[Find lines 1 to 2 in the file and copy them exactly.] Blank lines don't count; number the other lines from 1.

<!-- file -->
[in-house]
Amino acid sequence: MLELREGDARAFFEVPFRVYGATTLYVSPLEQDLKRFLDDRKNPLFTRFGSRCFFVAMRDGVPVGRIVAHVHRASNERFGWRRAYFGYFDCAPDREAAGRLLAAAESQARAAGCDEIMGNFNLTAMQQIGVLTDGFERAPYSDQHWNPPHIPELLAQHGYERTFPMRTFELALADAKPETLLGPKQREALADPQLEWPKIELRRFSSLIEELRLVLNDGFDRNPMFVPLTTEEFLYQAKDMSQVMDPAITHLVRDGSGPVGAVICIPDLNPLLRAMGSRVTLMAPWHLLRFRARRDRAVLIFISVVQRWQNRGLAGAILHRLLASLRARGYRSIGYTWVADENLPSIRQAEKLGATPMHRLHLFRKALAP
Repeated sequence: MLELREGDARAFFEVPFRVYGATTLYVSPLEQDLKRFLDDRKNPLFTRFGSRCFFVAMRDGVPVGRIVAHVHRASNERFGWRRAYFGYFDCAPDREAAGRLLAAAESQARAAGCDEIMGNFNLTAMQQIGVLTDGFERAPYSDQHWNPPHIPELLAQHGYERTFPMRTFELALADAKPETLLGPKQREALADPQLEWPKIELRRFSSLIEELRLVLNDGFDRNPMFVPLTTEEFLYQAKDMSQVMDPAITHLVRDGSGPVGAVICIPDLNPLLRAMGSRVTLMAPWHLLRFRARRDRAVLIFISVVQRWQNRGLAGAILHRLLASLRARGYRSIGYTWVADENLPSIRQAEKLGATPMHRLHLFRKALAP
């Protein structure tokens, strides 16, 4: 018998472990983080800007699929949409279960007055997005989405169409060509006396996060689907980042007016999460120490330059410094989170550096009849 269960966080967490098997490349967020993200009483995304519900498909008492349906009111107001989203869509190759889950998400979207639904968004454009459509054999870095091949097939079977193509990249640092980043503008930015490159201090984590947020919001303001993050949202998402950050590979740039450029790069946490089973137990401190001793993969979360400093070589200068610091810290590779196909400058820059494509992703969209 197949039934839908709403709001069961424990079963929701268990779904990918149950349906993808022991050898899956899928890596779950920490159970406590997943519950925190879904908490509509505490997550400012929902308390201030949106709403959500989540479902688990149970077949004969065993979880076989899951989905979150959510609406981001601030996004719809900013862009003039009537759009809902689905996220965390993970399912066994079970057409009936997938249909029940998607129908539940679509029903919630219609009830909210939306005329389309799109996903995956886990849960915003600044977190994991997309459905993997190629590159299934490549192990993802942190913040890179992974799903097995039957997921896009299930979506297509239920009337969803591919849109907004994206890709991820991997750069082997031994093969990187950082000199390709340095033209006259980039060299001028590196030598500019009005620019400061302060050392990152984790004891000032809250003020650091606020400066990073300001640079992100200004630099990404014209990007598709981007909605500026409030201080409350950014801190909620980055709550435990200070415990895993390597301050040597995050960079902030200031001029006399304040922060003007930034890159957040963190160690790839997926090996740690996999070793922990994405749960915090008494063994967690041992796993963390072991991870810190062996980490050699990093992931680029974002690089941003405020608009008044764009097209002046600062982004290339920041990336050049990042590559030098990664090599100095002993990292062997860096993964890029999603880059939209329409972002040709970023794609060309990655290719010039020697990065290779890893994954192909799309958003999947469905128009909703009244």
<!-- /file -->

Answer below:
[in-house]
Amino acid sequence: MLELREGDARAFFEVPFRVYGATTLYVSPLEQDLKRFLDDRKNPLFTRFGSRCFFVAMRDGVPVGRIVAHVHRASNERFGWRRAYFGYFDCAPDREAAGRLLAAAESQARAAGCDEIMGNFNLTAMQQIGVLTDGFERAPYSDQHWNPPHIPELLAQHGYERTFPMRTFELALADAKPETLLGPKQREALADPQLEWPKIELRRFSSLIEELRLVLNDGFDRNPMFVPLTTEEFLYQAKDMSQVMDPAITHLVRDGSGPVGAVICIPDLNPLLRAMGSRVTLMAPWHLLRFRARRDRAVLIFISVVQRWQNRGLAGAILHRLLASLRARGYRSIGYTWVADENLPSIRQAEKLGATPMHRLHLFRKALAP